Bond Yield and Yield to Maturity sound similar but differ in real life. Both terms differ significantly despite coming from the background of yield in a bond structure. Bond Yield and Yield to Maturity are two different aspects of a bond issued to a bondholder.

## Key Takeaways

- Bond yield refers to the amount of return a bond generates, while yield to maturity indicates the total return that will be earned if the bond is held until its maturity.
- The bond yield is based on the bond’s current market price while yielding to maturity factors in the bond’s coupon rate, face value, and time to maturity.
- Yield to maturity is a more accurate measure of a bond’s expected return, while bond yield is useful for assessing short-term investment opportunities.

## Bond Yield vs Yield to Maturity

Bond yield is the return an investor will earn on a bond based on the bond’s coupon rate and current market price. Yield to maturity is a more comprehensive measure of a bond’s return, which considers not only the coupon payments but also the bond’s price, the time left until maturity, and the interest rates. It represents a bond’s total return if held to maturity, assuming all coupon payments are reinvested at the exact yield.

Bond Yield shows that a bond yield is proportional to the price. If the price changes, the Yield of the bond changes too.

The yield to maturity compares or equates the current cash flows of the bond to the regular market price.

## Comparison Table

Parameters of Comparison | Bond Yield | Yield to Maturity |
---|---|---|

Denotation | Bond Yield, commonly known as yield, designates the revenue return on the bond. In short, a bond yield is calculated by dividing the coupon amount (interest) by the price. | Yield to maturity comes into effect when the bond grows mature. It is considered a more extensive method for calculating debt return and is also known as redemption/book yield. |

Relation to the Coupon amount | It is directly proportional to the coupon amount and increases with an increase. | It is indirectly proportional to the coupon rate of a bond. If the YTM of a bond is less than its coupon rate, it is sold at a premium. If the YTM of a bond is more than its coupon rate, it sells at a discount. Similarly, if the YTM of a bond equals the coupon rate, the bond sells at standard. |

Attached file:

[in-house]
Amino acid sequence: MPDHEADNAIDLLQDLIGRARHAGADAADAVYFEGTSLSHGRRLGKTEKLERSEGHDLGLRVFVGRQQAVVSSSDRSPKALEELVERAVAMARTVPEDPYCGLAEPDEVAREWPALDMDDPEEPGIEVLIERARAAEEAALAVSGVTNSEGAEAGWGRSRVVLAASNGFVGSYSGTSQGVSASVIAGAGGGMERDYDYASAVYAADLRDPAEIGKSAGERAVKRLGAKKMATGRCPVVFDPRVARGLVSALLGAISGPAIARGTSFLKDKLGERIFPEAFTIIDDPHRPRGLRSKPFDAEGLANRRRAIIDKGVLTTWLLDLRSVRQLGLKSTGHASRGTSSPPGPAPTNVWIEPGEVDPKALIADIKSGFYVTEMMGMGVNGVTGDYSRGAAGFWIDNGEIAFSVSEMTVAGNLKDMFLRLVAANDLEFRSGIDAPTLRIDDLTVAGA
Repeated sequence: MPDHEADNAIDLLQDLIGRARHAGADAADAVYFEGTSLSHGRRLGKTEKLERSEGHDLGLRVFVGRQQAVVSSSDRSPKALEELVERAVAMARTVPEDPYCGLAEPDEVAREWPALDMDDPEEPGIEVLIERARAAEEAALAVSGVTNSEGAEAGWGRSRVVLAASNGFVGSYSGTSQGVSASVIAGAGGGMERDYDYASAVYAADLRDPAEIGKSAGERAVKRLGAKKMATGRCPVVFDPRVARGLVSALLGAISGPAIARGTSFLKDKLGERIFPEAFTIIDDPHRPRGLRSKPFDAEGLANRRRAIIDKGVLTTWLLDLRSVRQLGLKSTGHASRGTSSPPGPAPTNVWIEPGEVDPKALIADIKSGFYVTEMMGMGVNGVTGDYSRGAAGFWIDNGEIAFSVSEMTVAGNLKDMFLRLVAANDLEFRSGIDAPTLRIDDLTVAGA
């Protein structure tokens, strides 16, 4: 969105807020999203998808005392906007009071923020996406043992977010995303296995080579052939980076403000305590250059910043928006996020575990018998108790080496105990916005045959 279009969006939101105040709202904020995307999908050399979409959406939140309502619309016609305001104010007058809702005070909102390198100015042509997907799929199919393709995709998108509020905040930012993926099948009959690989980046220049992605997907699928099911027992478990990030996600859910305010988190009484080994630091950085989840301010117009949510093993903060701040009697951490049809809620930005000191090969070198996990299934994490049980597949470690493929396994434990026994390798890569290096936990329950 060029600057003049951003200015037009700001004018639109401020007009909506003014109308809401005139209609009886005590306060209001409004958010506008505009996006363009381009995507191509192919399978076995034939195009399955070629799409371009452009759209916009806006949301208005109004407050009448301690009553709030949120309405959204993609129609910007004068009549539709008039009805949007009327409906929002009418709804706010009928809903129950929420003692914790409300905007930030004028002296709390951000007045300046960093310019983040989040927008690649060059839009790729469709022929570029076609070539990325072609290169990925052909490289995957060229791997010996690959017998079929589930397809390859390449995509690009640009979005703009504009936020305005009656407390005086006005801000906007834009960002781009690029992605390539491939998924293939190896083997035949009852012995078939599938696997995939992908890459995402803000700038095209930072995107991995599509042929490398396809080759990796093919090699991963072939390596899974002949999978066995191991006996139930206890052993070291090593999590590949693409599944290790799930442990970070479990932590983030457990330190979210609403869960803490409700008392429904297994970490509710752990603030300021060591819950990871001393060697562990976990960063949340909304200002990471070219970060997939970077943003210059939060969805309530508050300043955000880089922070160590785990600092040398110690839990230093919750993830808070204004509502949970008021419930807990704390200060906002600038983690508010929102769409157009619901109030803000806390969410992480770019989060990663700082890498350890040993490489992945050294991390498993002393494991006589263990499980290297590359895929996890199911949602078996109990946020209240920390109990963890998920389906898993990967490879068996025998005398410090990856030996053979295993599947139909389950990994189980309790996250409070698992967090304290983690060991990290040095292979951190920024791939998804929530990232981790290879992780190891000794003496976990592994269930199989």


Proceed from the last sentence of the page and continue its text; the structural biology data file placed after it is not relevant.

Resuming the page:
Relation with Price | Bond Yield is inversely proportional to the price of a bond. | Yield to maturity is the predicted return rate on a bond and depends on the coupon rate. |

Formula | Bond Yield = (Coupon rate of the bond/Price of the bond) | Yield to maturity = [(Face value/Present value)1/Time period]-1. |

Market Value | It clearly shows a bond’s current value in the market. | Yield to maturity is the expected return rate that is calculated annually. |

## What is Bond Yield?

Bond Yield, also known as Yield, defines the return rate of a bond. When digging more into this term, bond yield accounts for the time rate of money and compound interest returns. To understand the Yield on a bond, one can divide the coupon amount by the face value upon maturity.

Bond Yield is indirectly proportional to the price. As the price increases, the yield falls or vice-versa. The bondholder entrusts some money to the issuer when a bond is issued. The bond issuer then pays the interest on the bond till the time it is in operation.

Upon maturity, the face value of the bond begins working.

For example, a bondholder buys a bond at $1000 with a coupon of 10%. If the bondholder holds the glue for the successive 10 years, they will be paid 100 dollars each year by the issuer for the successive 10 years. The bondholder will get 1000 dollars from the issuer at the end of the duration.

The bond yield is 10% on the scheduled date and can be calculated by the formula: (Coupon amount/Price).

## What is Yield to Maturity?

Yield to Maturity, also known as book yield/redemption, signifies the predictable rate of return the bondholder earns yearly. The bond must be held until maturity to anticipate the yield to maturity. It helps compare the current cash flow of the bond to the regular market price.

It is indirectly proportional to a bond’s coupon interest. To be sold at a premium, the yield to maturity of a bond should be less than its coupon rate, and to sell the bond at a discount, the yield to maturity should be more than its coupon rate.

Similarly, if the YTM of a bond equals the coupon rate, the bond sells at standard.

There are three variants in YTM, depending upon the type of bond. In a yield-to-call (YTC), the bond can be purchased again before its maturity date by the issuer. Yield to put(YTP) is similar to YTC.

The only difference is that in a YTP, the bondholder can sell back the bond to the issuer on a given date. In the case of yield to worst (YTW), a bond can be callable, puttable, and interchangeable simultaneously.

## Main Differences Between Bond Yield and Yield to Maturity

- Bond yield designates the revenue return on the bond. Yield to Maturity is a more extensive method for calculating the return on the debt.
- The bond yield is directly proportional to the coupon rate. The yield of maturity is inversely proportional to the coupon amount.
- Yield to maturity is the predicted rate of return on a bond, calculated annually, but the bond yield is inversely dependent on the bond’s price.
- Bond Yield = (Coupon interest/ The given price of the bond). Yield to maturity = [(Bond’s Face value/Present value of the bond)1/Time period]-1.
- Bond yield shows the current market value of the bonds, but Yield to maturity reveals the annually expected return rate on a bond.

**References**

Chara Yadav holds MBA in Finance. Her goal is to simplify finance-related topics. She has worked in finance for about 25 years. She has held multiple finance and banking classes for business schools and communities. Read more at her bio page.